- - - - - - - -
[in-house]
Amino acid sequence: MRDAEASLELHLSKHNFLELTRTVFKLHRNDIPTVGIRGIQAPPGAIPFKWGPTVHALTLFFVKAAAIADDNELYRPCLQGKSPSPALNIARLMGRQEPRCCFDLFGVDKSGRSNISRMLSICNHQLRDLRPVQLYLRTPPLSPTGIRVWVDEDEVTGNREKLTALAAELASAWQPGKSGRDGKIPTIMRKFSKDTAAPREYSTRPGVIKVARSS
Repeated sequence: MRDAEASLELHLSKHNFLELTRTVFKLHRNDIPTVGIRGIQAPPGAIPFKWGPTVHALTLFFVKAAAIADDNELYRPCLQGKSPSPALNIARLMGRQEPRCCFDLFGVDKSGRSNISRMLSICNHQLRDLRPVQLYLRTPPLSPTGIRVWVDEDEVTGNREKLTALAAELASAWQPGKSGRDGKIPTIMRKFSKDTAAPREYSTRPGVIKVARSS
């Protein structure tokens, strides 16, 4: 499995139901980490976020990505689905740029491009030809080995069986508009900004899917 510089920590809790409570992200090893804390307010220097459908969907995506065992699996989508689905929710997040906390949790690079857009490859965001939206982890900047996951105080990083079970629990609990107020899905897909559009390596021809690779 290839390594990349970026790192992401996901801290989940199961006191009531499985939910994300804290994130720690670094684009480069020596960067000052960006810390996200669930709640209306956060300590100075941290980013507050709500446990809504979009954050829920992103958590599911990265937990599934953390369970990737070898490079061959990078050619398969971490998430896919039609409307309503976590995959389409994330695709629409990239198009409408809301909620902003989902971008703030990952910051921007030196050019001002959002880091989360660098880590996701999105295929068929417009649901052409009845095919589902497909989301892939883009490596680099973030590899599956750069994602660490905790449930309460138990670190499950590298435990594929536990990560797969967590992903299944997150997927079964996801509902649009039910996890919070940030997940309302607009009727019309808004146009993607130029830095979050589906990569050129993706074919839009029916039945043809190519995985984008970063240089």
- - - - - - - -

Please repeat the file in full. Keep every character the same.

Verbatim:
[in-house]
Amino acid sequence: MRDAEASLELHLSKHNFLELTRTVFKLHRNDIPTVGIRGIQAPPGAIPFKWGPTVHALTLFFVKAAAIADDNELYRPCLQGKSPSPALNIARLMGRQEPRCCFDLFGVDKSGRSNISRMLSICNHQLRDLRPVQLYLRTPPLSPTGIRVWVDEDEVTGNREKLTALAAELASAWQPGKSGRDGKIPTIMRKFSKDTAAPREYSTRPGVIKVARSS
Repeated sequence: MRDAEASLELHLSKHNFLELTRTVFKLHRNDIPTVGIRGIQAPPGAIPFKWGPTVHALTLFFVKAAAIADDNELYRPCLQGKSPSPALNIARLMGRQEPRCCFDLFGVDKSGRSNISRMLSICNHQLRDLRPVQLYLRTPPLSPTGIRVWVDEDEVTGNREKLTALAAELASAWQPGKSGRDGKIPTIMRKFSKDTAAPREYSTRPGVIKVARSS
């Protein structure tokens, strides 16, 4: 499995139901980490976020990505689905740029491009030809080995069986508009900004899917 510089920590809790409570992200090893804390307010220097459908969907995506065992699996989508689905929710997040906390949790690079857009490859965001939206982890900047996951105080990083079970629990609990107020899905897909559009390596021809690779 290839390594990349970026790192992401996901801290989940199961006191009531499985939910994300804290994130720690670094684009480069020596960067000052960006810390996200669930709640209306956060300590100075941290980013507050709500446990809504979009954050829920992103958590599911990265937990599934953390369970990737070898490079061959990078050619398969971490998430896919039609409307309503976590995959389409994330695709629409990239198009409408809301909620902003989902971008703030990952910051921007030196050019001002959002880091989360660098880590996701999105295929068929417009649901052409009845095919589902497909989301892939883009490596680099973030590899599956750069994602660490905790449930309460138990670190499950590298435990594929536990990560797969967590992903299944997150997927079964996801509902649009039910996890919070940030997940309302607009009727019309808004146009993607130029830095979050589906990569050129993706074919839009029916039945043809190519995985984008970063240089």